On 1 May Karen Ruane's 'Embroider, Embellish, Create' online course started. We had three tasks to complete and I was only able to finish one but Oh My! Did I enjoy it!
Sunday afternoon. I come home after nine days of almost complete dedication to the Exhibition Hall (yeap, opening again on weekends), feeling exhausted but also very eager to dive into my new project: assembling pieces of fabric to create a cloth for the course.
Tired as I was, it was harder for me to discern which fabric went well with what and it took me more than an hour to finally make a decision. In my fatigue-induced dreamlike state however, I also felt as if an inner force prompted me forward and helped me make choices. I happily let myself be guided by my subconscious. If things came out wrong, I could always blame it! I think they didn't go very wrong.
This is a 30 x 28 cms cloth made out of 5 different fabrics (cotton and linen) and 2 lace strips. The pieces are still held in place with pins and my next step will be to tack them and then proceed to join them either by sewing or by embroidering the edges together.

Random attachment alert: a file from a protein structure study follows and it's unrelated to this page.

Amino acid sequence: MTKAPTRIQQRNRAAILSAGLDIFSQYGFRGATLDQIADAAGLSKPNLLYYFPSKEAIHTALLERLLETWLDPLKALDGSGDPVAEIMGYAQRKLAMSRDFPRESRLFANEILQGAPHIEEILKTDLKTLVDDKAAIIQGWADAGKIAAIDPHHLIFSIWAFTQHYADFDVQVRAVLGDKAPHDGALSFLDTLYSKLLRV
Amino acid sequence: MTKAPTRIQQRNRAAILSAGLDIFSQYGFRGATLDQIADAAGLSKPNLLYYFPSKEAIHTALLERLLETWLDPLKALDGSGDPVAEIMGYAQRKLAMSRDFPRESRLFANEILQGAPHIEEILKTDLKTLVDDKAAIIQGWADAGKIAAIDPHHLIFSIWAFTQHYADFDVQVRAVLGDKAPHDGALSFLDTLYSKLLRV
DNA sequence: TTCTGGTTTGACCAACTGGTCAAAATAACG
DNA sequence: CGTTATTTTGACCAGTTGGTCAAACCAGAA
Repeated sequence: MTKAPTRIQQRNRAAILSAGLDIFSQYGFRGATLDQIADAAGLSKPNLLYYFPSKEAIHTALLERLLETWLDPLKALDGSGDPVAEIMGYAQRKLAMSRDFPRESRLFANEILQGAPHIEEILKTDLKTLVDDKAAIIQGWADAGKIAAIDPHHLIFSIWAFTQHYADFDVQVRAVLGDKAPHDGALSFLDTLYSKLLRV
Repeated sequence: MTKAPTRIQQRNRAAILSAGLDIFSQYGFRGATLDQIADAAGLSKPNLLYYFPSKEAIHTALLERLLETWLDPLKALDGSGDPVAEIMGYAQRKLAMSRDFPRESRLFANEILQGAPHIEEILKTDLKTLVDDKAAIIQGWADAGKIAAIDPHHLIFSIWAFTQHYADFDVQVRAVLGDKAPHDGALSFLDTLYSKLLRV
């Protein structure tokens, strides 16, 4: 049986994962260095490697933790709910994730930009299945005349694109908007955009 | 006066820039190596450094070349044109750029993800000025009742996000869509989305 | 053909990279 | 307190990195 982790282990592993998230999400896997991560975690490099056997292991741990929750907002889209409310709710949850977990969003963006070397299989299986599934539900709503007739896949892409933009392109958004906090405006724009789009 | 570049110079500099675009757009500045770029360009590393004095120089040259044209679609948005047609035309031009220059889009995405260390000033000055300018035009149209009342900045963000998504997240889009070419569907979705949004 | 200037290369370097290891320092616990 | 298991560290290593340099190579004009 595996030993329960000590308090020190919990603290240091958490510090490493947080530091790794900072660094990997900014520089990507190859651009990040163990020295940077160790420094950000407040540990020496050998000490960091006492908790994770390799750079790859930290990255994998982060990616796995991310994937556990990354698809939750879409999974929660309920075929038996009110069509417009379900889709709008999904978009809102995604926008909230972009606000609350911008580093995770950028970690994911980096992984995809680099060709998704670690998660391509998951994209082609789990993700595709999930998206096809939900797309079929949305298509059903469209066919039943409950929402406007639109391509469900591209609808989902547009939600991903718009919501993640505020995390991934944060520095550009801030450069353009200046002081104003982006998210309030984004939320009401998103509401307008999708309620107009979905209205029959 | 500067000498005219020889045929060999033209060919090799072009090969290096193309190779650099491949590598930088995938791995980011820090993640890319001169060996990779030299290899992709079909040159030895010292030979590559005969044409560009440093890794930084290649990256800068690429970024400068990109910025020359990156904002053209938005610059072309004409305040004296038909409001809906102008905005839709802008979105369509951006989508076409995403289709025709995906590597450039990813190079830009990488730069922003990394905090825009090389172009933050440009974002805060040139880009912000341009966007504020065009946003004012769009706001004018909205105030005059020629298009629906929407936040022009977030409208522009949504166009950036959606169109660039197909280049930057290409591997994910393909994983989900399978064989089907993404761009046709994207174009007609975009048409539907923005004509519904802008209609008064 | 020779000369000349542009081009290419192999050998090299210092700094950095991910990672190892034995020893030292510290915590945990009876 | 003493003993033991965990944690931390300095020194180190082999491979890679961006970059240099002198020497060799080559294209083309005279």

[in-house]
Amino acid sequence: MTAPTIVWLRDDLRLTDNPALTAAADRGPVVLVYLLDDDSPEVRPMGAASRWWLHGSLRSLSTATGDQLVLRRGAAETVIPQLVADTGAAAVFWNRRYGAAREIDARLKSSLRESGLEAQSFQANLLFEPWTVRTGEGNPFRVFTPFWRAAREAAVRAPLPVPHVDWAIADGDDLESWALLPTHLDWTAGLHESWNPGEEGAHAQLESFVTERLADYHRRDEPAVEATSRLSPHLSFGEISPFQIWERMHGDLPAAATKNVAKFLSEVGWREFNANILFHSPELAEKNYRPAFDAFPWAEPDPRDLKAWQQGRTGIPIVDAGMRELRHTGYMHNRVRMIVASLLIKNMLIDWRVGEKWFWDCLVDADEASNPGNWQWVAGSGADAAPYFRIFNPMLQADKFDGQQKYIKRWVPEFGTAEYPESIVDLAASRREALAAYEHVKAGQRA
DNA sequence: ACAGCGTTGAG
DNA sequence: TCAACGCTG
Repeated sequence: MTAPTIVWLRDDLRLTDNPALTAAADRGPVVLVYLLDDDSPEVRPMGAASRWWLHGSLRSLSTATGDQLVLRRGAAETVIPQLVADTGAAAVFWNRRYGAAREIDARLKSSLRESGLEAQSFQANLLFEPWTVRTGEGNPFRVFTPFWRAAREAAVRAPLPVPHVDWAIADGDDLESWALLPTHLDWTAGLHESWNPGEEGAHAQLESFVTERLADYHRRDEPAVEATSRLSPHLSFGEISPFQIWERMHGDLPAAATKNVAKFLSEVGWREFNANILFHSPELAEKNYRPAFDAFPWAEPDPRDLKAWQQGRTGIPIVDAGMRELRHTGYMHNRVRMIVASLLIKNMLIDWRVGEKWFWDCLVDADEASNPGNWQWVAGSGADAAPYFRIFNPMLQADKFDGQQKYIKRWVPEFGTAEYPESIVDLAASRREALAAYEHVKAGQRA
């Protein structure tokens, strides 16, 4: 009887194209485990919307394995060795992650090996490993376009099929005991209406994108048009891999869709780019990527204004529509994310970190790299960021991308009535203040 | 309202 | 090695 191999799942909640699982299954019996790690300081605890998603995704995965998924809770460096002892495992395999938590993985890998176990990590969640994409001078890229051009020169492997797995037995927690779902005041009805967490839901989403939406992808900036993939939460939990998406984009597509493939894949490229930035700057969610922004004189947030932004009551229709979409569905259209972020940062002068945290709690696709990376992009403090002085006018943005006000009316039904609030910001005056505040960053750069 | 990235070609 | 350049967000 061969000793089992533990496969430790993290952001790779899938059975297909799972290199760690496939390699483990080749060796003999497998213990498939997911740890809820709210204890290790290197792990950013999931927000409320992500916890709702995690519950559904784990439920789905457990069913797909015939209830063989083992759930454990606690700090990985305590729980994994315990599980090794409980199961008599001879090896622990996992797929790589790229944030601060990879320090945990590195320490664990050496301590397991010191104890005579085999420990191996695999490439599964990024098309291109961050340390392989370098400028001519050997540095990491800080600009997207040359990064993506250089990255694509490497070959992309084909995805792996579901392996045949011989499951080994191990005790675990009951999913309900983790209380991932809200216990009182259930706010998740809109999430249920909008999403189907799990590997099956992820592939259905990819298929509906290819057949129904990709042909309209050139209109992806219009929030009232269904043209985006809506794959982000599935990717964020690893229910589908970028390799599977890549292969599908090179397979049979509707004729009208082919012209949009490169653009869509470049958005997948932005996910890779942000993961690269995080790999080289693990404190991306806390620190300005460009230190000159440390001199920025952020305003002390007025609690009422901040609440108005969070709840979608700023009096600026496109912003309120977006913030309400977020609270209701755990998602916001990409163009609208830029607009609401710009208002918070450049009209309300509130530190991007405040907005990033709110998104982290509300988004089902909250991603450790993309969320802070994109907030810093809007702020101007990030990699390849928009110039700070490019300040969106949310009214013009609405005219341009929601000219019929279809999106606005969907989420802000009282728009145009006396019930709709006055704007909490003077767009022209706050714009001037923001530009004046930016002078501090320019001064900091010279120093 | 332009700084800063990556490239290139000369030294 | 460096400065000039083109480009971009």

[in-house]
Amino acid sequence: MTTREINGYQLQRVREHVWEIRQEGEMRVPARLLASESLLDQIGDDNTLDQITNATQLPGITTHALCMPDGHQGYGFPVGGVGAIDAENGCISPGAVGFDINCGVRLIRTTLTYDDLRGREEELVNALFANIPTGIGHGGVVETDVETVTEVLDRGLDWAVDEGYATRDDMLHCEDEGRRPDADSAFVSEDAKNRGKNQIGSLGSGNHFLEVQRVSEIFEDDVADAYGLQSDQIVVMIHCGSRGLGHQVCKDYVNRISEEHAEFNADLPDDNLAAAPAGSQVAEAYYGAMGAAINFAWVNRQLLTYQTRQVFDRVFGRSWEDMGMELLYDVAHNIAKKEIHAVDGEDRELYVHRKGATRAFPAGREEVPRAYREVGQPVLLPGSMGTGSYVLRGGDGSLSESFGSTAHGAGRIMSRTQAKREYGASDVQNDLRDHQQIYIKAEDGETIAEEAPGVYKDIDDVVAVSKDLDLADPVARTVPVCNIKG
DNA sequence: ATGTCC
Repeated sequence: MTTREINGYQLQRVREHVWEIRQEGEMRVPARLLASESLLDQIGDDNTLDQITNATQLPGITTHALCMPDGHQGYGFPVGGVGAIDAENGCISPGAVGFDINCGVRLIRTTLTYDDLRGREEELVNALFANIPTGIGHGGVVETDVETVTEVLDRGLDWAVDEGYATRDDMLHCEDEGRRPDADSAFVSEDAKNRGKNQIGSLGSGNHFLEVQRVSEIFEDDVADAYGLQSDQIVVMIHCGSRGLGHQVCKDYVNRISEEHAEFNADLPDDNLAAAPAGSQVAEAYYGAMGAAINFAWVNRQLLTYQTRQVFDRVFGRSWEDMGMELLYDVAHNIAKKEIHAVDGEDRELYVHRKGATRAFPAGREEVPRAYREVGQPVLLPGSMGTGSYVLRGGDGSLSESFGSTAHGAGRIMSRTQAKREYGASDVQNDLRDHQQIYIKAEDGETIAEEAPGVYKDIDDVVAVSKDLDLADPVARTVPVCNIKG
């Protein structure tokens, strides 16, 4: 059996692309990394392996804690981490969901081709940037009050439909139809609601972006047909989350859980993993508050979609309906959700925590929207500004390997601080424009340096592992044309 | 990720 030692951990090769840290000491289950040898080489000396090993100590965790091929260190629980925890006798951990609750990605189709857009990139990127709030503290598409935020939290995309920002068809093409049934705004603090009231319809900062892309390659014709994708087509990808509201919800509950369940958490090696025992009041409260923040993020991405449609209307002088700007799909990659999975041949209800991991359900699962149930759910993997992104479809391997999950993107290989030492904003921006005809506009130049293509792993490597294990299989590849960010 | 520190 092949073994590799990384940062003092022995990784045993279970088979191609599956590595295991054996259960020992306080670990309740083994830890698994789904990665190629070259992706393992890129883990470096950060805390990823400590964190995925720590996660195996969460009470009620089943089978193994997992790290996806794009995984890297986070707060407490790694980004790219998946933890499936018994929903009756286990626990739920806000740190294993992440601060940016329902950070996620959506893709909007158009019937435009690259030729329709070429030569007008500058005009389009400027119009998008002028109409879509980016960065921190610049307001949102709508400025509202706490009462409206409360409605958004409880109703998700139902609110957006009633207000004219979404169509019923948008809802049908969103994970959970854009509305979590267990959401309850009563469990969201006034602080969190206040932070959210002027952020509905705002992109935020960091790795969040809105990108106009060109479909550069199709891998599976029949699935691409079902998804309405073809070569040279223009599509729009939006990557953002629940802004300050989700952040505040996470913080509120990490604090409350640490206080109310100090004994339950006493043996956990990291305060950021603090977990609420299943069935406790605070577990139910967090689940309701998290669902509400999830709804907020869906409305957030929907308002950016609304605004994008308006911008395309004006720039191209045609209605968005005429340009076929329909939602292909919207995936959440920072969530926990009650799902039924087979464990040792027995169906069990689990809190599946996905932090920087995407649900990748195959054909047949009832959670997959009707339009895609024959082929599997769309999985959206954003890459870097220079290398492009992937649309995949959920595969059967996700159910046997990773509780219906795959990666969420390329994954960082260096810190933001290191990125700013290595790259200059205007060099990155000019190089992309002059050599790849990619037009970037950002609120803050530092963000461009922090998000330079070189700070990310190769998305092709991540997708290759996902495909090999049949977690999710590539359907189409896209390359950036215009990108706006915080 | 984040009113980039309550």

While I was at it I couldn't help thinking about the word 'cloth'. I have a thing for the etymology of words (their origin and the history of changes in their meaning over time) and it seemed to me that 'cloth' may come from a Greek root. Just like me. So this morning I looked it up in my Dictionary of Word Origins by John Ayto, published back in 1990 by Arcade Publishing, Inc. I bought this book in 1994, a full 18 years ago! But I'll leave the time-passing woes for another entry.
According to the dictionary, [...the history of the word 'cloth' is not known, beyond the fact that its immediate source is Germanic... The verb 'clothe' also goes back to Old English times, although it is not recorded before the 12th century.]
Now how can I not relate 'cloth' and 'clothe' to Clotho, one of the three Moirai or Moerae in Ancient Greek Mythology, also known as The Fates? The resemblance of the nouns cannot be a coincidence, especially if we consider that Clotho was The Spinner. She held in her hands the thread of life and while she did so, the human grew and became a part of society. Clotho was the eldest of the three Fates. Lachesis, the middle one, held a spindle and spun the yarn of life, deciding whether it would be a good and happy one or a life burdened with problems and anxieties. Finally Atropos, the youngest of the three, held a pair of scissors and cut the thread of life, thus deciding the moment of death.
Inmersed in my newly-found cloth-making endeavour, it felt so good to be part of such a long, ancient story, that wisely puts life in female hands. If you hop over to Karen's blog, you'll see that her way of relating to cloth and embroidery has a lot to do with this old tradition, that extends its threads to the present and our contemporary view on life.
I have other interesting things to blog about and I'll try to post a couple of entries more this week. New friends, new creative projects! Lachesis seems to have spun a good year for me!